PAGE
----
Community members are encouraged to contact Whatcom County Council members to show support for the Welcoming Refugees Resolution. Members of Amnesty International Group 270 drafted the resolution and spoke in favor of it at the June 18 council meeting. They are now asking for support to get it on the agenda for the July 9 meeting. The agenda comes out next Wednesday, July 3.
“Every day there are more human rights abuses going on that involve refugees,” says Colleen Curtis of AI Group 270. “A resolution will not solve this, and it won't mean the County Council has to incur any costs or other responsibilities, but it's an important statement of support.”
You can view the draft resolution here.
Similar resolutions have been adopted by cities and schools around the country, including Las Vegas and the State of Vermont House of Representatives.
Curtis says that comments or suggestions on the draft are welcome; you can submit them on this contact form: http://amnestyinternational270.weebly.com/contact.html. “Whether or not it ends up being placed on the agenda, I encourage attending the next County Council meeting to show or speak of your support,” she says.
Please call & urge the Whatcom County Council members to address and pass a resolution welcoming refugees:
Letter sent to Whatcom County Council on June 20, World Refugee Day:
We believe our communities should welcome refugees.
We urge the county council to pass a resolution that would be a non- binding declaration of support of refugees, regardless of their religion, race, gender identity, sexual orientation or country of origin. More than 200 communities have already stood up for refugees and asylum seekers.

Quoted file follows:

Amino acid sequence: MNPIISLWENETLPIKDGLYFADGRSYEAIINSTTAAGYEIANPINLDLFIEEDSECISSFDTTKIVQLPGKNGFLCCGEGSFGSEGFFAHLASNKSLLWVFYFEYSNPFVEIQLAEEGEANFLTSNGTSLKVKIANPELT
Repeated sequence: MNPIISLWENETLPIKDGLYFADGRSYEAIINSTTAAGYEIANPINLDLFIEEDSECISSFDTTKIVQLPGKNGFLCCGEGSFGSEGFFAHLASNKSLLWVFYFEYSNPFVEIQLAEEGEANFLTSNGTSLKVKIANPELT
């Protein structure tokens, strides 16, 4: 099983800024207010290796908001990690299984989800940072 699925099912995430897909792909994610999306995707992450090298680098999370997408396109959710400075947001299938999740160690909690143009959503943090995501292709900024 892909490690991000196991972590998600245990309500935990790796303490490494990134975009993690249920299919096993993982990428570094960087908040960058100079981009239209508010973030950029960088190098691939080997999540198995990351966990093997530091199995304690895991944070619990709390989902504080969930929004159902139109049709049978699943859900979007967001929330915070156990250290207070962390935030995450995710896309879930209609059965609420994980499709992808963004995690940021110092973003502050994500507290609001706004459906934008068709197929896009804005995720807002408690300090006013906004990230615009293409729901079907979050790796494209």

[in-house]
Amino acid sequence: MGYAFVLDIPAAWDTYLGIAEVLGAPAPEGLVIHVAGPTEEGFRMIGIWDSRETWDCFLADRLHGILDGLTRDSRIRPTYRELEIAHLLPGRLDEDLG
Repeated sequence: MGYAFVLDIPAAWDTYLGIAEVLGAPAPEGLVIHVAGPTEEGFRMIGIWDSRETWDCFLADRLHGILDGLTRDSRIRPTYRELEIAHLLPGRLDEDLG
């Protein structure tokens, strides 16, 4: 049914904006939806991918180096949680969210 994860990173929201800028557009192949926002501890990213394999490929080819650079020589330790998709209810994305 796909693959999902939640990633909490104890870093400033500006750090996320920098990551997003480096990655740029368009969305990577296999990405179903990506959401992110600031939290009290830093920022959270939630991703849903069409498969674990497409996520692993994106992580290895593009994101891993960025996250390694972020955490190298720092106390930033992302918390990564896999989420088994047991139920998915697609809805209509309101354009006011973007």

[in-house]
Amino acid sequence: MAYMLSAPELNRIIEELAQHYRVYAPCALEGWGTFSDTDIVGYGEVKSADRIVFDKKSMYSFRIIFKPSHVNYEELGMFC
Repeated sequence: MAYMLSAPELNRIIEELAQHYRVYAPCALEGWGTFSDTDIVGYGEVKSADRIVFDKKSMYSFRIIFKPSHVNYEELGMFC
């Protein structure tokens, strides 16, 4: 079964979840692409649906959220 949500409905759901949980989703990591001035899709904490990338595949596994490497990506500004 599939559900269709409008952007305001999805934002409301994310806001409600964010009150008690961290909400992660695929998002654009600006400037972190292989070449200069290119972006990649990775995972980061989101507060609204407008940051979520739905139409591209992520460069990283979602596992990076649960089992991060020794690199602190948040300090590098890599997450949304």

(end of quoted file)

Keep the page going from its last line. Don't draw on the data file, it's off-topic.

The society we want to live in is one where we take care of people who need safety. Strong communities help people realize their potential, and welcome others who also want to contribute makes society better for all.
The United States should be the world’s leader in welcoming refugees, but our government has abandoned that leadership. They have decided to meet the world’s worst refugee crisis in recorded time with historically low levels of support. If our national and local officials don’t hear our voices in support of refugees, this will only get worse.
Right now, 25.4 million refugees worldwide are seeking a home, and more than half of them are children. Less than 1% will be resettled each year. Refugees deserve to be welcomed – not demonized. But in the face of the largest refugee crisis in recorded history, the U.S. is closing its doors. The Trump administration capped annual refugee admissions to another historic low of 30,000 refugees this fiscal year, implemented a series of severe restrictions which act as a de facto refugee ban, restricted access to asylum at the southern border for those fleeing violence and persecution, and proposed drastic cuts to funding for refugee programs and humanitarian aid. ICE is currently detaining more than 52,000 people, an all time high. Families continue to be separated from their children, as people are kept in overcrowded and inhumane detention centers.
Seeking asylum is legal under US law, regardless of where or how people enter. The administration’s efforts to curtail access to protection violates both U.S. and international law. People have the right to seek asylum where they feel safe. Refugees leave their homes because they have no other choice, and should be treated with compassion. All countries, including the United States, should protect dignity and fairness, and reject fear and prejudice.
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